With approximately 300 days of sun per year, India is fully embracing solar power as an antidote to problems caused by decades of dependence on fossil fuels, including air pollution.

For the first time in India’s history, solar power is now more affordable than coal. According to a 2018 progress report by the Ministry of New and Renewable Energy (MNRE), solar capacity increased eightfold between 2014 and 2018. Furthermore, the ministry predicts that by 2022, solar power capacity will surpass the 110,000 gigawatt goal set for that year.

A 2017 report by the Institute for Energy Economics and Financial Analysis (IEEFA) states that India’s coal tax, which brought in US$2.7 billion in 2015, has been integral to funding sustainable energy projects across the country that will, in the long run, alleviate air pollution produced by the coal industry.

The nation’s propensity for planting trees has grown into an impressive grassroots response to air pollution and climate change. In 2017, India set a world record when 1.5 million volunteers in Madhya Pradesh planted 66 million trees along the Narmada River in 12 hours.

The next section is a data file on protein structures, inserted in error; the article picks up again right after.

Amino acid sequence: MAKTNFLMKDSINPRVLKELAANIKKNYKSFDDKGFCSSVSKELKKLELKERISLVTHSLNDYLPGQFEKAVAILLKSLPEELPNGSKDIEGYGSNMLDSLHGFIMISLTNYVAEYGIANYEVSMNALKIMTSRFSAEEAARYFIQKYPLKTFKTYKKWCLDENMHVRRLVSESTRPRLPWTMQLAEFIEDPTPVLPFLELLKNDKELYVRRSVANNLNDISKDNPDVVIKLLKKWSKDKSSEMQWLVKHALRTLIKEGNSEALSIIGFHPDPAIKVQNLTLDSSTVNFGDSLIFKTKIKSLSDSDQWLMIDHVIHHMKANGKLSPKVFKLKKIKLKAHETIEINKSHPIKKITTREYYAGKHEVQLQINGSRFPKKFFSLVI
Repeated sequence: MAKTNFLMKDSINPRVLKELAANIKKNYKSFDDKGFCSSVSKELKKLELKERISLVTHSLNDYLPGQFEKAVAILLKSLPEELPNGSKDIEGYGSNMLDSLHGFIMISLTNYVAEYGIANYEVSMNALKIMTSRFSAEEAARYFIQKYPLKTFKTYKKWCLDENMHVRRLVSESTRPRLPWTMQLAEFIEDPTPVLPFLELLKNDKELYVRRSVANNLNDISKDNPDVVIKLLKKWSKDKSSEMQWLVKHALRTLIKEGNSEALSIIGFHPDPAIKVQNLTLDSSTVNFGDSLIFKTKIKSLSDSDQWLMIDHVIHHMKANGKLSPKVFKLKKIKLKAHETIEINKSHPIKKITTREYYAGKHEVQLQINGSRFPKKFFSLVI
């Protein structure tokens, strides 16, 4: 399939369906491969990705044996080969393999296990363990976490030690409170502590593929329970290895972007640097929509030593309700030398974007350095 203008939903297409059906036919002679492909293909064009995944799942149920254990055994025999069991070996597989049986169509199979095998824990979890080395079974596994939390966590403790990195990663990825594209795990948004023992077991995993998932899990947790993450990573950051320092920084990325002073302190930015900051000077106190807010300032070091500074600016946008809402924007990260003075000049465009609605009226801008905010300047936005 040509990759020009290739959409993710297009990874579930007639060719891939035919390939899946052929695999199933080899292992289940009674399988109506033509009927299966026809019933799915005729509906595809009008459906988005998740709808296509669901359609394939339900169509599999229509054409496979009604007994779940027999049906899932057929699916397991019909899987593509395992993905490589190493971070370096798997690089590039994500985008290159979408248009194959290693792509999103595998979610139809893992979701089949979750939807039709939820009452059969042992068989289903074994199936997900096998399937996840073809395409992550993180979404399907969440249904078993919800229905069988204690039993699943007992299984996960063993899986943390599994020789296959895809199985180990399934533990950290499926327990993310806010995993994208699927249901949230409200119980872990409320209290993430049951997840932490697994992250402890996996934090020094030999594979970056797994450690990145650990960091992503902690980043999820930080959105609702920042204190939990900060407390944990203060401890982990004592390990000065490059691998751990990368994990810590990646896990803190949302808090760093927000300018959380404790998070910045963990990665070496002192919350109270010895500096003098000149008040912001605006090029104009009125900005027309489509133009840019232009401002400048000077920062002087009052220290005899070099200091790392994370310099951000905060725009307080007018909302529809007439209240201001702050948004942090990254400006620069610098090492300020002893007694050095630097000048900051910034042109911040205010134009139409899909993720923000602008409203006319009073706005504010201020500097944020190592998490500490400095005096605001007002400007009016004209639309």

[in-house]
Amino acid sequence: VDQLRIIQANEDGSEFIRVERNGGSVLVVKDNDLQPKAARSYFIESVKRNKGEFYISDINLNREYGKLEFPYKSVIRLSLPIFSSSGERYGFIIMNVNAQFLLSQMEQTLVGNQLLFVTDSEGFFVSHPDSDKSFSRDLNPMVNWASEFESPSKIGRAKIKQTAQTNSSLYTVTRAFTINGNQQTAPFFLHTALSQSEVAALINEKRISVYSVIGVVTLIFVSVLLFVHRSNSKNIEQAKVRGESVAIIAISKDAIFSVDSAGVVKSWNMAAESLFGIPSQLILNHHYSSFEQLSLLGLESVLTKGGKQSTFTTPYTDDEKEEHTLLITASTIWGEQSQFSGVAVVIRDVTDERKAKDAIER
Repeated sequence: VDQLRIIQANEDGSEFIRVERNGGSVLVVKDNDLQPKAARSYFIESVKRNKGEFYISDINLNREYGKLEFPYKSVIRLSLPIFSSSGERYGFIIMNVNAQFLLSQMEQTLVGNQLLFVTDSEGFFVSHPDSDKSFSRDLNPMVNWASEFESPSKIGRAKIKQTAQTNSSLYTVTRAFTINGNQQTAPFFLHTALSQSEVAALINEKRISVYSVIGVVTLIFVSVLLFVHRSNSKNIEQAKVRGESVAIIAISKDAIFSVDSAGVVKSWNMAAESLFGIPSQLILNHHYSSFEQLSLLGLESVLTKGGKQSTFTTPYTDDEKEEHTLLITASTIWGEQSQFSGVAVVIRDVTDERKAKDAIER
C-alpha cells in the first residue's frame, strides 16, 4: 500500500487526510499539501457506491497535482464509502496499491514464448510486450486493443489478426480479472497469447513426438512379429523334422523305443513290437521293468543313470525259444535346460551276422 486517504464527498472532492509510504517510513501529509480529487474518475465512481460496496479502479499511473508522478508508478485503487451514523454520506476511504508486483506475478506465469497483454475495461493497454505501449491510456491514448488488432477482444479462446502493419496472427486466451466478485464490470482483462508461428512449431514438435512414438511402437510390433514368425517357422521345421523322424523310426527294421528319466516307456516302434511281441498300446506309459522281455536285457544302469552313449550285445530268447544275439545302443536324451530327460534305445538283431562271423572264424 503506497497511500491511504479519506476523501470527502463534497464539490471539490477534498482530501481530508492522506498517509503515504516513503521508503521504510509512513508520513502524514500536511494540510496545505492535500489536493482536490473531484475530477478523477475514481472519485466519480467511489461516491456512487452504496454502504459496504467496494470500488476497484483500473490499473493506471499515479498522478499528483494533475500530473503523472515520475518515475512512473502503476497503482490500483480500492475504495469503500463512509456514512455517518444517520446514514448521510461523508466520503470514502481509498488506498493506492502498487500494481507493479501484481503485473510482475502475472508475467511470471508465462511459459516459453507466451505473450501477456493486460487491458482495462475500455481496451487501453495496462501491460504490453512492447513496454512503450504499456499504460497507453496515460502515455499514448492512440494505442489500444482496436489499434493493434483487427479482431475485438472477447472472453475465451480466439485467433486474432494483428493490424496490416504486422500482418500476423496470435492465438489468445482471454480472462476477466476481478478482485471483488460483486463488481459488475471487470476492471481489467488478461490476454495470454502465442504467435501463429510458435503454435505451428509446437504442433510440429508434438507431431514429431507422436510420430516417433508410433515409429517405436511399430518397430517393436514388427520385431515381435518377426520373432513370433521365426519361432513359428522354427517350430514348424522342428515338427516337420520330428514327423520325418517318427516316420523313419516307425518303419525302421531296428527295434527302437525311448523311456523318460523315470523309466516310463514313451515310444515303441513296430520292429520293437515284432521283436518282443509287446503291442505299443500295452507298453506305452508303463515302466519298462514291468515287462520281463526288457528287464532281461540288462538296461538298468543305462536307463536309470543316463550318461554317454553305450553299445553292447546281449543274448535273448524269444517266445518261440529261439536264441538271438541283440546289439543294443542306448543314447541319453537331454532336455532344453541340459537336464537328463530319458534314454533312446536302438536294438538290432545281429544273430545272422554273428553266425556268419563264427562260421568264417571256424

However, Pardiwala says that as air quality worsens for many, apathy towards pollution is becoming as common in India as anywhere else. One of CERE’s goals is to stem such sentiments by helping people to develop a sense of agency through education and community programs.

“There is a sense that the problem is too large — so what can an individual do?” Pardiwala explains. “I think that individuals feel incapable of taking action, but they need to realise that communities need to come together. One individual may not be able to solve a problem, but if a community comes together I think we certainly can.”

Next week solutions in Thailand, China and the Hindu Kush region.

Article by Viola Gaskell.
Editing by Mike Tatarski and Anrike Visser.
Illustrations by Imad Gebrayel.